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Murcia ( or , ) is a city in south-eastern Spain, the capital and most populous city of the Autonomous Community of the Region of Murcia, and the seventh largest city in the country, with a population of 442,573 inhabitants in 2009 (about one third of the total population of the Region). The population of the metropolitan area was 689,591 in 2010. It is located on the Segura River, in the Southeast of the Iberian Peninsula, noted by a climate with hot summers, mild winters, and relatively low precipitation.

Murcia was founded by the emir of Cordoba Abd ar-Rahman II in 825 with the name Mursiyah مرسية and nowadays is mainly a services city and a university town. Highlights for visitors include the Cathedral of Murcia and a number of baroque buildings, renowned local cuisine, Holy Week procession works of art by the famous Murcian sculptor Francisco Salzillo, and the Fiestas de Primavera (Spring Festival).

The city, as the capital of the comarca Huerta de Murcia is called Europe's orchard due to its long agricultural tradition and its fruit, vegetable, and flower production and exports.

Murcia (disambiguation)

Murcia is the capital city of the Region of Murcia in Spain.

Murcia may also refer to:

Murcia (Spanish Congress Electoral District)

Murcia is one of the 52 electoral districts ( Spanish: circunscripciones) used for the Spanish Congress of Deputies—the lower chamber of the Spanish Parliament, the Cortes Generales. The method of election is the D'Hondt method and a closed-list proportional representation, with a minimum threshold of 3%.

Murcia, with over 400,000 inhabitants, and Cartagena, with over 200,000, are the largest towns and together account for almost half of the district's electorate and population. Lorca are the only other municipalities with more than 50,000 inhabitants. The district has produced some of the strongest historical performances for the People's Party in the 2008 and 2011 elections, and for any party in a Spanish electoral district.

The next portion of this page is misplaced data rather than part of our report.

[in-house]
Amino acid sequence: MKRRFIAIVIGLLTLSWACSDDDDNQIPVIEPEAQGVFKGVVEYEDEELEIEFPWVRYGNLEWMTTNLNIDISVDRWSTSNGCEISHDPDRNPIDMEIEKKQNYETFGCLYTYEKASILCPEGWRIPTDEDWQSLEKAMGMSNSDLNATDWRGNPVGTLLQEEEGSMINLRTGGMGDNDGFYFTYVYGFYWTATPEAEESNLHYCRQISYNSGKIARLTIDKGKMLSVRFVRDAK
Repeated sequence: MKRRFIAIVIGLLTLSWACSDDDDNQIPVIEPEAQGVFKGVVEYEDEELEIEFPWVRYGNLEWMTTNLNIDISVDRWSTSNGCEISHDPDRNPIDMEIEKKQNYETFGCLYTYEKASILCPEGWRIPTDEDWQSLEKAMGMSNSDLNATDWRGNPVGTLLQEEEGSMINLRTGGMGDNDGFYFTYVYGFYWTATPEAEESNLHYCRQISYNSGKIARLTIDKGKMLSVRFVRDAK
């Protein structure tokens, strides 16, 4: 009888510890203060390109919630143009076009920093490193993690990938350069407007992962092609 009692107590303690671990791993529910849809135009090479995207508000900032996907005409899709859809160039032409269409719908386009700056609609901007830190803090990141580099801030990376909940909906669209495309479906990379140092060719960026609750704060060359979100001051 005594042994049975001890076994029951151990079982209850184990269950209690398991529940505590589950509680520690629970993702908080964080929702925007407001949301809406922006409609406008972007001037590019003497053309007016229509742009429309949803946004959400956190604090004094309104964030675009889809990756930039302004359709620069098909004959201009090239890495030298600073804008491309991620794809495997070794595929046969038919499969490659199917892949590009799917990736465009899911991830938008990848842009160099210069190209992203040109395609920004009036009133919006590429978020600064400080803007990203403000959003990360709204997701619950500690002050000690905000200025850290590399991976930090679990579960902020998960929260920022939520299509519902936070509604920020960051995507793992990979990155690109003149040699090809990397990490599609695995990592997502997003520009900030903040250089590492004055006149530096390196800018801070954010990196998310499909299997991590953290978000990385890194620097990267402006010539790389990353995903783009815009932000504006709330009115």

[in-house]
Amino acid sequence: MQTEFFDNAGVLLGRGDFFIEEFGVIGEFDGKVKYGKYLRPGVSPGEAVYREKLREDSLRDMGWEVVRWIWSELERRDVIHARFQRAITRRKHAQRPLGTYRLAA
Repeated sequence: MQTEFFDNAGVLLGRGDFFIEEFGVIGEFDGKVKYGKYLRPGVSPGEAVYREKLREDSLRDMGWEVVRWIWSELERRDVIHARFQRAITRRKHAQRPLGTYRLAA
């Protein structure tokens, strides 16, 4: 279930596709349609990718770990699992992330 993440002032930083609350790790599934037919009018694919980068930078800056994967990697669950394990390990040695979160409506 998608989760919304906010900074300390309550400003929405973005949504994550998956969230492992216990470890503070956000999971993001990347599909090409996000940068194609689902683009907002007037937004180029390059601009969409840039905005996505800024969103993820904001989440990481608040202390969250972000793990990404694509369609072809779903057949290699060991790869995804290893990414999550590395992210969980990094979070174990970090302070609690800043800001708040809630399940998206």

Murcia (deity)

Murcia was a little-known goddess in ancient Rome. Her name occurs as a surname of Venus.

According to Livy she had a temple at the foot of the Aventine Hill near to the Palatine Hill. Murcus is said to have been an old name for the Aventine Hill itself; hence the adjective murtius (= murcius) was applied to the turning-posts of the Circus Maximus, which was also situated in a valley between the Aventine and the Palatine Hills.

The name Murcia was linked to the name of the myrtle tree (Latin myrtus) by folk etymology; hence the spellings Murtia and Murtea. This association with myrtle, which was a sign of Venus, led to her naming as "Venus of the Myrtles". Christian writers, in their turn, connected Murcia with the adjective murcus or murcidus "lazy, inactive", thus interpreting her as a "goddess of sloth and laziness".

Usage examples of "murcia".

Here, after subduing the Comarca, he decided on an invasion of far-off Murcia, the garden-land of the south, a realm of tropic heat, yet richly fertile and productive.

Monnino, who was afterwards known under the title of Castille de Florida Blanca, and is now living in exile in Murcia, his native country.

If my frame of mind had been a more pleasant one, I should have travelled through the kingdoms of Murcia and Grenada, which surpass Italy in beauty and fertility.

  The remainder of Spain, Gallicia, and the Asturias, Biscay, and Navarre, Leon, and the two Castiles, Murcia, Valencia, Catalonia, and Arragon, all contributed to form the third and most considerable of the Roman governments, which, from the name of its capital, was styled the province of Tarragona.